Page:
Reply
  4. Charlie

    Why do trans and queers have to explain their surgeries, while heteronormatives can get anything and get away with “because it makes them look or feel better”? Because you don’t like your chest is a good one! It could imply you had a potentially very large chest that caused health issues (there is increasing awareness about this with women), without the need for further explanation.

    When I layer correctly, I look like an overweight man with gynecomastia, i.e. men’s boobs. I can’t wear sport’s bras because they cause me panic attacks. I can’t afford binders right now. I KNOW not to bind with Ace bandages. I wear tight undertees and beaters, then throw on slightly loose polos or heavier tees. Yes, even with small breasts, I still hate them. I want breast reduction, too, though not as bad as I want bottom surgeries. They don’t cause me body dysphoria or dysmorphia as others may feel, but that doesn’t make my experience any less valid.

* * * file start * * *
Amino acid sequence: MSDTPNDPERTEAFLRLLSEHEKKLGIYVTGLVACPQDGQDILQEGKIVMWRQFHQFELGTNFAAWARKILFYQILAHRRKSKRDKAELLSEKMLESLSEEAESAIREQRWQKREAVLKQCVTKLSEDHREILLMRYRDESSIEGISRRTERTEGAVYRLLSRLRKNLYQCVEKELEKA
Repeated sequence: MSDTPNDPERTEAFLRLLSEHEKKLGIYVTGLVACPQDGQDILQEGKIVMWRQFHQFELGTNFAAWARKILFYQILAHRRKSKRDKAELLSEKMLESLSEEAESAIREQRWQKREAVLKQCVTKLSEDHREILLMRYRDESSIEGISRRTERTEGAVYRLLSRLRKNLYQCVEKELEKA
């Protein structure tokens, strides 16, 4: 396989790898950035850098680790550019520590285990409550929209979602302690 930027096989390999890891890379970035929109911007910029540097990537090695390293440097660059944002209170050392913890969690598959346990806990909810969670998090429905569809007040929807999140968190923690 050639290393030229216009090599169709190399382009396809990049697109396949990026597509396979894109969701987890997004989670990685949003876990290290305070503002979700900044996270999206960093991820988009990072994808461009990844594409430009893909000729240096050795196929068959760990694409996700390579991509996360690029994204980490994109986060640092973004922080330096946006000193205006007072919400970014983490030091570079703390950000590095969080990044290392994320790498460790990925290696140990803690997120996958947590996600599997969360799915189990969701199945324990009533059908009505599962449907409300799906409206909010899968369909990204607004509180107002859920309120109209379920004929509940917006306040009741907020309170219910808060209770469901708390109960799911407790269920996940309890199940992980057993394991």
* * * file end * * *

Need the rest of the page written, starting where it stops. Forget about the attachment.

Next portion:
Here’s my question: what if Donna never comes around to saying yes?

    Reply
    1. Jamie Ray Post author

      I think we have to explain because we invent and re-invent “coming out” all the time. A few ignorant people on my job asked me if I had surgery when I started to bind because they had no idea what a big deal it is to have top surgery (i.e. how long the recovery period is).
      I’m a 38C and the only way for me to look flat is to wear a binder (I use a velcro binder because it is adjustable) – layering doesn’t do it except in a down jacket. Dysphoria is interesting because it affects everyone differently – and we all find our own idiosyncratic ways to work around it to survive.

      If Donna doesn’t say yes (even a very lukewarm yes, even an absence of no form of yes), then eventually I think I will have to have top surgery and she will have to make up her mind to stay or go. But, I am trying to avoid forcing her into that situation, and if that means waiting 6 months or a year, then I can do it. I would add that since I often procrastinate things and don’t like conflict, it could go longer than that, but I hope not.